The Game Plan

Anybody who knows me relatively well will know that I am a huge pro-football fan (33 days till Hall of Fame Game Cowboys vs. Cardinals, but who’s counting?) But many fanatics, myself included, often severely overlook the risks that athletes take when they play sports: traumatic brain injury one of many not yet fully understood. Brain injury extends far from sports, however, including military implications and even normal day life—surprisingly, motor vehicles are only the third leading cause of traumatic brain injury (TBI), landing behind ‘falls’ and ‘individual being struck by another object’ (Meaney 2). 

Dr. Bass’ Injury and Orthopaedic Biomechanics Laboratory seeks to dig deeper into different aspects of brain injury; my mentor Chris and I hope to investigate the key mechanism of TBI. Currently, two branches of ideology exist in regards to how mild traumatic brain injury arises; the first believes that mainly direct impacts to the head, linear velocities and accelerations, are the key mechanisms of head injury and the second school conjectures that rotational velocities and accelerations cause head injury. A plethora of experiments (Gennarelli, Euckerhave concluded that head rotation is the greater cause of mild traumatic brain injury, but the exact mechanism of TBI, whether angular velocity or acceleration and whether parameters to measure concussion include shear strain, relative displacement, shear stress, pressure waves, etc. remains to be confirmed. Currently, some of the main parameters used to determine and assess level of brain injury are cumulative strain damage measurements (CSDM), maximum principal strain (MPS), and maximum pressure.

This summer, a twofold process will be used to analyze the true mechanism that is causing shear and strain in the brain. First, a program called LS-DYNA/LS-PrePost will be used to analyze the finite element analysis SIMon model. The SIMon (Simulated Injury Monitor) was made to evaluate injury potential by directly imposing measured responses on a finite element model, which allows deformation and predicts how a product reacts to real world forces.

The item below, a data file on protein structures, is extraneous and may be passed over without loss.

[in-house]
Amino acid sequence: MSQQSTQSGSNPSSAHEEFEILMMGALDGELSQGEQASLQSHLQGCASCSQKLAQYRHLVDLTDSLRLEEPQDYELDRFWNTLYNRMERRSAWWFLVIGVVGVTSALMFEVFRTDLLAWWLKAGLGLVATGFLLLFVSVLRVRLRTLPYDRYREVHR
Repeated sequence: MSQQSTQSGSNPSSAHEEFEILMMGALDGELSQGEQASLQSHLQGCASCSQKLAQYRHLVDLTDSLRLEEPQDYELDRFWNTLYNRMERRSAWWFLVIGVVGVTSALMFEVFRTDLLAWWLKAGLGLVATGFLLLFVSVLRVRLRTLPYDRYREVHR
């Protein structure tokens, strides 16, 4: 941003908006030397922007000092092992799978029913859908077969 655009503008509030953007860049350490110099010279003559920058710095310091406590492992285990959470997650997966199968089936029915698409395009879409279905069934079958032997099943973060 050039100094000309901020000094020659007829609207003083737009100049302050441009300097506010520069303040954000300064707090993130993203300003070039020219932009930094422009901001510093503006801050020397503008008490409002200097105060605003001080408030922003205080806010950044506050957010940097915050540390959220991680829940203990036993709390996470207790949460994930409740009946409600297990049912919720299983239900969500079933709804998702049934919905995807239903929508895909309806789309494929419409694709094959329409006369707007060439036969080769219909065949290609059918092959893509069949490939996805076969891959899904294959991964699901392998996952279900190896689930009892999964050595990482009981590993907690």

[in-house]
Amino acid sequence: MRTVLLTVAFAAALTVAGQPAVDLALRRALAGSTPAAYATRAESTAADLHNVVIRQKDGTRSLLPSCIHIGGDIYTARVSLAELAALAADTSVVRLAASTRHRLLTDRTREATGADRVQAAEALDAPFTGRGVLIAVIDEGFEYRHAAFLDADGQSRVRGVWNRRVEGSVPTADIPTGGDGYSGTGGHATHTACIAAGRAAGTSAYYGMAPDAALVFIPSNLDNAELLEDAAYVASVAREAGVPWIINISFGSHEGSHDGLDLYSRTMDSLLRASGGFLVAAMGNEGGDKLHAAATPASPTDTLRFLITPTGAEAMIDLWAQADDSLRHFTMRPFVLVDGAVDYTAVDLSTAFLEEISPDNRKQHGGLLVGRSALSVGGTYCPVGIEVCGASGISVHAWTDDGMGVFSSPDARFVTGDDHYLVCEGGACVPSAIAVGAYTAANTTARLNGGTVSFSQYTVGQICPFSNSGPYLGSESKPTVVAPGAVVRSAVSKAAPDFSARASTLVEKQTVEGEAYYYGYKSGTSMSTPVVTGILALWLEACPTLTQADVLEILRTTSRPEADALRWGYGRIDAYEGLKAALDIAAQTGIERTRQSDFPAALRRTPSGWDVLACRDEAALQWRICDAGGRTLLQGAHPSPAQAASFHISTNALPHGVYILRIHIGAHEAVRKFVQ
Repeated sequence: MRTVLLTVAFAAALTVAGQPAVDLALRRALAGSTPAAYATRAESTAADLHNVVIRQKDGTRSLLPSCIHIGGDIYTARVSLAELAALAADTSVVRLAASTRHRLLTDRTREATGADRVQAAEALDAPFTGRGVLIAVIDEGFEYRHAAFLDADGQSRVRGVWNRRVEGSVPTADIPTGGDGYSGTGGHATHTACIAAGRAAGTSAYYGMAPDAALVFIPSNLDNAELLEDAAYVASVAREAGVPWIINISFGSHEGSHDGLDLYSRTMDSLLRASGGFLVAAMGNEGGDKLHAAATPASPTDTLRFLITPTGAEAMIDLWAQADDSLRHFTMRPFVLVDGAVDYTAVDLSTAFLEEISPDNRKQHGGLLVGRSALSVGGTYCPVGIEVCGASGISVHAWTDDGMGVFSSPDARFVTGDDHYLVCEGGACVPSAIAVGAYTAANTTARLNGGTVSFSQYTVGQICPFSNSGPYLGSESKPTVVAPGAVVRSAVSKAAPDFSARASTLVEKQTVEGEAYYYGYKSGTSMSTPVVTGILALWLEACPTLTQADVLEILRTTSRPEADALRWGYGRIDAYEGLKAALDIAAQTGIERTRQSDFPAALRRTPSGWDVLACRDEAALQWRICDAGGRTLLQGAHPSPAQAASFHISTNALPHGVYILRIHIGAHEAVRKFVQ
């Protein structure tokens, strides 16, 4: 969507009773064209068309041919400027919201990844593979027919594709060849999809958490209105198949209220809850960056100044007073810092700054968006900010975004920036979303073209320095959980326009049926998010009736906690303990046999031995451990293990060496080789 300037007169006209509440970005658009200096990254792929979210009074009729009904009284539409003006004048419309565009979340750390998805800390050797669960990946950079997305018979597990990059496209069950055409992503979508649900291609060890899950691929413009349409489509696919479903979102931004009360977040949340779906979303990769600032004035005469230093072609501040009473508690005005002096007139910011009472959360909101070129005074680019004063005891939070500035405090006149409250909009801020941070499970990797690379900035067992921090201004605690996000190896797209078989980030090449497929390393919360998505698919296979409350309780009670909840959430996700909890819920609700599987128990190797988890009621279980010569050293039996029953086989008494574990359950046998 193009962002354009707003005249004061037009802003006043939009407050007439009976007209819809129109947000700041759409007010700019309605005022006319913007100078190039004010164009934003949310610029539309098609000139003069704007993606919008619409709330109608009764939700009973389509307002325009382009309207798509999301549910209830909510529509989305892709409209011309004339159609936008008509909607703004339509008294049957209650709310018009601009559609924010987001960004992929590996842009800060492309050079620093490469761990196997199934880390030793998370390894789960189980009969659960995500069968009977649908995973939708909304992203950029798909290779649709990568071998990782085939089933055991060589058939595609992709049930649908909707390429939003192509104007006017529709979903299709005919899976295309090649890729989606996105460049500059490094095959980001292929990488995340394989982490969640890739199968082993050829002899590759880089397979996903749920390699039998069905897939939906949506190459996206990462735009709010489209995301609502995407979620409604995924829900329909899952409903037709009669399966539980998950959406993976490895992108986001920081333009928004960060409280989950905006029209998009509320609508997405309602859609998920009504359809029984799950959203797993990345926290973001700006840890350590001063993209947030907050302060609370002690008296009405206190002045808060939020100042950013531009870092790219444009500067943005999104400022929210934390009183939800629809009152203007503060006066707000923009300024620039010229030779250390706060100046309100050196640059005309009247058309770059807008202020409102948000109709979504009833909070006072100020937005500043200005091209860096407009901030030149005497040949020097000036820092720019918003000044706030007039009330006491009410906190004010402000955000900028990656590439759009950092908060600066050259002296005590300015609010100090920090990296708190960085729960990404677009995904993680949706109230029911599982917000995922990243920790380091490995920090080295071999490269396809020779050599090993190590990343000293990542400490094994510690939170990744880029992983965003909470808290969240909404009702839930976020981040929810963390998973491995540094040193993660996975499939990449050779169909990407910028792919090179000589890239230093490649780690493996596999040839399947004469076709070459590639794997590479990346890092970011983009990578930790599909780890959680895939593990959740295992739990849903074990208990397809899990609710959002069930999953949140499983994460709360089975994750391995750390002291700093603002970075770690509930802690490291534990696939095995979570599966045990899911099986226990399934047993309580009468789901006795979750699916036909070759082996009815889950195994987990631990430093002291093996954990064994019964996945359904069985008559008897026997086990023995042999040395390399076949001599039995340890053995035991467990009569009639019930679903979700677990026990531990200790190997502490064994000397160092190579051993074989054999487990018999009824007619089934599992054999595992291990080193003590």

Using finite element analysis to model reactions to real world forces, such as a ball hitting a plate with a set velocity.

SIMon Model to analyze effects of rotational velocity on the brain

Second, a gel will be used for hands-on experimentation. A built device will allow different accelerations and constant velocities to be manually created and the resulting strain will be reflected in the gel—different colors (similar to figure 4) will appear and can be compared to the strains found from the SIMon model. Although the materials are different (SIMon model set brain material versus brain-like gel), the strains should reflect relatively the same values.

Finally, an experiment will be conducted to attempt to understand the effect of shear shock waves on the brain. Currently, the exact effect of instantaneous pressure waves and energy mounts from shear shock waves (hemorrhages, microcavitations, etc.) is unknown. In order to visualize injury that MRI scans usually cannot pick up on, the same device as the gel experiment will be used to give impact to a pig’s brain. Different boundary conditions will be placed; the pig’s skull will be replaced with a clear, transparent, skull cap in order to visualize the interior of the brain during the impact. Analyzing the effects of shear shock will allow better understanding of how these waves truly contribute to traumatic brain injury. Although the ideas are still preliminary, by the time NFL season rolls around, I hope to have delved deeper into my research project and reaped some interesting results! 

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